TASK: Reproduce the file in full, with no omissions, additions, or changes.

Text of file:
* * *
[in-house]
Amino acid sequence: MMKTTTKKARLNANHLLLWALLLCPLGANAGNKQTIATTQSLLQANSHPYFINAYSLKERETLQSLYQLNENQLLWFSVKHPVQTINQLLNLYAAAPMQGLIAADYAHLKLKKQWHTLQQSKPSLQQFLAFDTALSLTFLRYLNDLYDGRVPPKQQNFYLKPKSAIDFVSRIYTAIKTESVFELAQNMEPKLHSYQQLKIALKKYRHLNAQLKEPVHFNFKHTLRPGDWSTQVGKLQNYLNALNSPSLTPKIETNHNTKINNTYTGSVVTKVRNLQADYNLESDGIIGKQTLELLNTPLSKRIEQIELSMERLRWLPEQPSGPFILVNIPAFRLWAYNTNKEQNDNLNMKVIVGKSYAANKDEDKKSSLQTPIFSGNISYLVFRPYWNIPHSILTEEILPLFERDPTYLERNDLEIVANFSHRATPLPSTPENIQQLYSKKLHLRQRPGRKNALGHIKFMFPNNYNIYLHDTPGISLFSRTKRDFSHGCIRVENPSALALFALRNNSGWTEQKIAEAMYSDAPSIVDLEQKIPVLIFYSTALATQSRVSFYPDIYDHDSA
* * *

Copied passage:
[in-house]
Amino acid sequence: MMKTTTKKARLNANHLLLWALLLCPLGANAGNKQTIATTQSLLQANSHPYFINAYSLKERETLQSLYQLNENQLLWFSVKHPVQTINQLLNLYAAAPMQGLIAADYAHLKLKKQWHTLQQSKPSLQQFLAFDTALSLTFLRYLNDLYDGRVPPKQQNFYLKPKSAIDFVSRIYTAIKTESVFELAQNMEPKLHSYQQLKIALKKYRHLNAQLKEPVHFNFKHTLRPGDWSTQVGKLQNYLNALNSPSLTPKIETNHNTKINNTYTGSVVTKVRNLQADYNLESDGIIGKQTLELLNTPLSKRIEQIELSMERLRWLPEQPSGPFILVNIPAFRLWAYNTNKEQNDNLNMKVIVGKSYAANKDEDKKSSLQTPIFSGNISYLVFRPYWNIPHSILTEEILPLFERDPTYLERNDLEIVANFSHRATPLPSTPENIQQLYSKKLHLRQRPGRKNALGHIKFMFPNNYNIYLHDTPGISLFSRTKRDFSHGCIRVENPSALALFALRNNSGWTEQKIAEAMYSDAPSIVDLEQKIPVLIFYSTALATQSRVSFYPDIYDHDSA